CHRISTMAS COMES but once a year. For a while, however, Thanksgiving came twice, and though there was a Depression on and a world war looming, Americans managed to devote quite a lot of time and energy to an angry dispute over when our day of thanks and unity should be observed. The uproar began in 1939, when President Franklin D. Roosevelt, known as “that man” to his detractors, issued a Thanksgiving Proclamation for Nov. 23 instead of Nov. 30, which, in that year, happened to be the last Thursday of the month, the day set aside for Thanksgiving ever since the Civil War. The president was responding to pleas from many of the country’s merchants, who opposed a late Thanksgiving because it shortened the Christmas shopping season.

The change seemed simple and benign, but it triggered waves of indignation (and some support) as well as intense lobbying, and the letters came rolling in to the White House. From the Downtown Association of Los Angeles: “You will appreciate the importance that an additional week incorporated in this great holiday season will have upon the distribution activities of the entire United States.” From the owner of Arnold’s Men’s Shop in Brooklyn: “The small storekeeper would prefer leaving Thanksgiving Day where it belongs. If the large department stores are over-crowded during the shorter shopping period before Christmas, the overflow will come, naturally, to the neighborhood store. Before writing, [I] have consulted with my fellow directors of the Flatbush Chamber of Commerce.” From a manufacturer of calendars and gift cards: “I am afraid your change for Thanksgiving is going to cause the calendar manufacturers untold grief. If very many customers demand 1940 calendars to correspond with your proclamation, hundreds of thousands of dollars will be lost by the calendar companies, and in many instances it will result in bankruptcy.”

But the president persisted in proclaiming the fourth Thursday of November as Thanksgiving Day. To many, the diktat seemed confirmation of their worst fears about Roosevelt — FDR to U.S.: Shut up and eat your mashed potatoes. The controversy soon took on a heavily partisan character. Polling showed that Democrats favored the new Thanksgiving by a narrow majority, while Republicans were overwhelmingly opposed to what some called “Franksgiving.” There was talk of Republican and Democratic Thanksgivings. The president’s unilateral act was likened by Alf Landon, whom he had defeated in the 1936 election, to those of dictators such as Hitler, though it had no legal effect outside the District of Columbia and the territories of Alaska and Hawaii. Many states chose to observe FDR’s chosen day, but others stuck to tradition. Congress in 1941 passed a joint resolution backing the president’s position, and if there were any 10th Amendment issues, the Supreme Court did not take them up. (Antonin Scalia was only 5 years old at the time.) Still, it was several years before all the states went along.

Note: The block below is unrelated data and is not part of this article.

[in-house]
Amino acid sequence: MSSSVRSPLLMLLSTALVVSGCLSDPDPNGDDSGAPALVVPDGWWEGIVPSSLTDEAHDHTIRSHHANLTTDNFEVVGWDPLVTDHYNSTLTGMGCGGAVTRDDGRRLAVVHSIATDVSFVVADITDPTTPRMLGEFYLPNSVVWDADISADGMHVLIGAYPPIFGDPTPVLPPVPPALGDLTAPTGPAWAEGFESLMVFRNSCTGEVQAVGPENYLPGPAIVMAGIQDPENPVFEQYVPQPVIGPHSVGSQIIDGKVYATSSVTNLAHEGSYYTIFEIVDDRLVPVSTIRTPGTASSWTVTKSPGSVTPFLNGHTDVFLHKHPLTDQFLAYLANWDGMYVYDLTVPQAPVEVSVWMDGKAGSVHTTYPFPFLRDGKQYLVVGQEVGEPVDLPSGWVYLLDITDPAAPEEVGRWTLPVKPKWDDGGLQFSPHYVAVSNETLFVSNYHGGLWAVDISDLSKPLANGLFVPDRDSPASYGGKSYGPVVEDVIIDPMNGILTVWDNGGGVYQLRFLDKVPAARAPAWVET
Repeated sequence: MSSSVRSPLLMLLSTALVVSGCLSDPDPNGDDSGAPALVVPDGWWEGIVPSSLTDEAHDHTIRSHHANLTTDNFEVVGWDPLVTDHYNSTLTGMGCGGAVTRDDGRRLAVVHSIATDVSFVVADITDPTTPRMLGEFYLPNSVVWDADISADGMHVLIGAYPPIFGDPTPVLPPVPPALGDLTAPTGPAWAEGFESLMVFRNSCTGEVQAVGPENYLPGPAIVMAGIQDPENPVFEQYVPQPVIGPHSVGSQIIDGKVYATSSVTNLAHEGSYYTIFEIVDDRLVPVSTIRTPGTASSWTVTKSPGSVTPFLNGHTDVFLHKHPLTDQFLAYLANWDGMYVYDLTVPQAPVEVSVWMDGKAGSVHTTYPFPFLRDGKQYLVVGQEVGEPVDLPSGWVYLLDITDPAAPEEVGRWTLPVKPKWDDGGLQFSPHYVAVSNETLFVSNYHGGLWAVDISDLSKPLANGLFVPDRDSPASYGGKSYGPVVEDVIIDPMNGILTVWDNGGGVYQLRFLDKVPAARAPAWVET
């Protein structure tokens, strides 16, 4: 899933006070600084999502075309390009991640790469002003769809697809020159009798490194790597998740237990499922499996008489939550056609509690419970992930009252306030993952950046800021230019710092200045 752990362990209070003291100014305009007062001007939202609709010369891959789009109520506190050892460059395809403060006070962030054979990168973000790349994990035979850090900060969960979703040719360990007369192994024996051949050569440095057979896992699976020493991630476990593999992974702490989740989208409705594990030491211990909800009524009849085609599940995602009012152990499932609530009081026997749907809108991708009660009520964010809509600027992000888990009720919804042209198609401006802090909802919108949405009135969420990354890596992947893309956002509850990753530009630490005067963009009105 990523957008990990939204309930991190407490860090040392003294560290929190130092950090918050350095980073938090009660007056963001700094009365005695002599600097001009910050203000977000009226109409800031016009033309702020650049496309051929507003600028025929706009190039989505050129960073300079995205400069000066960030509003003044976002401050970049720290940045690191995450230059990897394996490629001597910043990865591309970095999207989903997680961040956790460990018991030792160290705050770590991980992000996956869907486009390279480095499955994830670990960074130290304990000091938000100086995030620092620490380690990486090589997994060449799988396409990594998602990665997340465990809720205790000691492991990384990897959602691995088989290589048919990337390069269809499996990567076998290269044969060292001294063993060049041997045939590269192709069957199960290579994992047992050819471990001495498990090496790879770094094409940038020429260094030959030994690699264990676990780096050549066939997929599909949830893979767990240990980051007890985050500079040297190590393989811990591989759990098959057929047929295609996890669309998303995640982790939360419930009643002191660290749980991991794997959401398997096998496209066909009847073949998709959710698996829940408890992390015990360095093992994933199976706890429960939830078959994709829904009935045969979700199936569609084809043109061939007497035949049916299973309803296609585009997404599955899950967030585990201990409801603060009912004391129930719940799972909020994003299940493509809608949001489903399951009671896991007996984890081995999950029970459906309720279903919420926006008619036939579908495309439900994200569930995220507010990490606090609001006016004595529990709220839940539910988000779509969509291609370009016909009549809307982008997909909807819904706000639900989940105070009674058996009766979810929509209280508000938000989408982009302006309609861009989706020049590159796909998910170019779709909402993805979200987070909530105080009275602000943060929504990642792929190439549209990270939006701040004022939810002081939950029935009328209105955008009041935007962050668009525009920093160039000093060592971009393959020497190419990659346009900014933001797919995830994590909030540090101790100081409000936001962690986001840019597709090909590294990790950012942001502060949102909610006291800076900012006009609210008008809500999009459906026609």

Today, Thanksgiving is a settled issue, its observance cemented in place by goodwill, consensus and the National Football League’s scheduling department. We have just come through another fractious campaign in which the results were, if not universally approved, generally accepted. There are many factions in America, as always, but only one Thanksgiving, and it is neither Democratic nor Republican — a state of affairs for which all can be thankful, from the Downtown Association of Los Angeles to the Flatbush Chamber of Commerce.